Infant attachment is a key predictor of later socioemotional functioning, but it is not clear how parental responsivity to infant expressive behavior is associated with attachment outcomes. A mid-range model of responsivity holds that both unresponsive and highly reactive parental behaviors lead to insecure and disorganized attachment.
A team of psychology researchers observed that young children produce the same amount of language whether or not they are wearing masks. Another finding showed that kids produce more complex speech sounds while wearing masks than without them. Read more “Psychologists: Masks Do Not Impede Preschoolers’ Language Development”
Happiness and joy involve feelings of positive engagement which are prototypically expressed through the face, voice, and body. Joyful smiles tend to be strong and involve both eye constriction (the Duchenne marker) and mouth opening. Through approximately 2 months of age, joyful expressions are primarily rooted in physiological arousal. Read more “Happiness and Joy Chapter-Handbook of Emotional Development”
The 2018-2019 IDSC Fellows and their mentors gathered on Tuesday, April 30, 2019, at the Newman Alumni Center to make the final presentations on their chosen projects. Read more “IDSC Fellows Demonstrate Tech Skills and Initiative”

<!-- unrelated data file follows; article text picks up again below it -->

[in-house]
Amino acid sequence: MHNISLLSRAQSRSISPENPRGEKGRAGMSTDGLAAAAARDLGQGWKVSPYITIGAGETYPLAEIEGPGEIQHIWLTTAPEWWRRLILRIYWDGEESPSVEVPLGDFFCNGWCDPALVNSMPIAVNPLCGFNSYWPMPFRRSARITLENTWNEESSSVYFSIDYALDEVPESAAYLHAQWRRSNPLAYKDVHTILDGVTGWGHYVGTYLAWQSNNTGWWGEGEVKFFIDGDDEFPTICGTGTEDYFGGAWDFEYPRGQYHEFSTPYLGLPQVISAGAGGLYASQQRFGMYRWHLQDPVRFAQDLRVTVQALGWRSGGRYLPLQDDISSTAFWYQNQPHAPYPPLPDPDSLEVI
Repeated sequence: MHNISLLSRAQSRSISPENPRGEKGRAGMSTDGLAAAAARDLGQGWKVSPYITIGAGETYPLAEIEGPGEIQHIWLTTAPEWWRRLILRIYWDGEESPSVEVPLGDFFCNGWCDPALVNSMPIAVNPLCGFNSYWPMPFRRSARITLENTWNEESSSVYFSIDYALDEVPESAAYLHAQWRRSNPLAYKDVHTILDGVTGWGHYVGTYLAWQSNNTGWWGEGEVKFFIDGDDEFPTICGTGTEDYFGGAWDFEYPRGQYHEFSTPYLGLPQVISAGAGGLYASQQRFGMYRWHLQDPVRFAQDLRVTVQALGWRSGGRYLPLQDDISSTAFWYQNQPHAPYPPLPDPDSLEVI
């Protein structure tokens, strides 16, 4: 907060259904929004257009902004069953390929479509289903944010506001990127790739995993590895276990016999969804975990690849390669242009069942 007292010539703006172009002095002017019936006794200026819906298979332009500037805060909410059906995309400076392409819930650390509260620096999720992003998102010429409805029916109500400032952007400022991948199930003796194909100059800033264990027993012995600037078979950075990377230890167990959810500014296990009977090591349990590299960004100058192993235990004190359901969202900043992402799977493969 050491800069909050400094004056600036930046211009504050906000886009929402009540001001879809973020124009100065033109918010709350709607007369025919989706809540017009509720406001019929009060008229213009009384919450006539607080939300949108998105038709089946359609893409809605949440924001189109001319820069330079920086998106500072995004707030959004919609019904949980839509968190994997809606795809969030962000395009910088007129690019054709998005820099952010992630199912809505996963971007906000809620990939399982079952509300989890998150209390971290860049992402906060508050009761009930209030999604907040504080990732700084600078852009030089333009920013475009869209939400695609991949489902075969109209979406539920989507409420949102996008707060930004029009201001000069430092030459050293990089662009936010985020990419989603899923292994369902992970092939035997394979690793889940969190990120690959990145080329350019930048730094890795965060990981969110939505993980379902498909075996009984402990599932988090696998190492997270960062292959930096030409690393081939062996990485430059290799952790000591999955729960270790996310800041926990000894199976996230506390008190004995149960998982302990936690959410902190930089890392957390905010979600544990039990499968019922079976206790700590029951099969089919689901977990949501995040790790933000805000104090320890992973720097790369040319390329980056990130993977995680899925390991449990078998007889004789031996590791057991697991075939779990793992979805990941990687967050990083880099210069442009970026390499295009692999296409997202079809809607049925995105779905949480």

Join us on Tuesday, April 30, 2019, 2:30-4:30 PM, at the Newman Alumni Center (Executive Conference Room) for the 2018-2019 IDSC Fellows’ concluding project presentations. This event is free and open to interested UM Faculty/Staff/Students. Read more “IDSC Fellows Final Presentations Tuesday 4/30/2019”
Join us on Thursday, August 16, 2018, 3:00-5:00 PM, at Gables One Tower, for the 2018-2019 IDSC Fellows’ project launch presentations. Read more “2018-2019 IDSC Fellows Launch Presentations 8/16”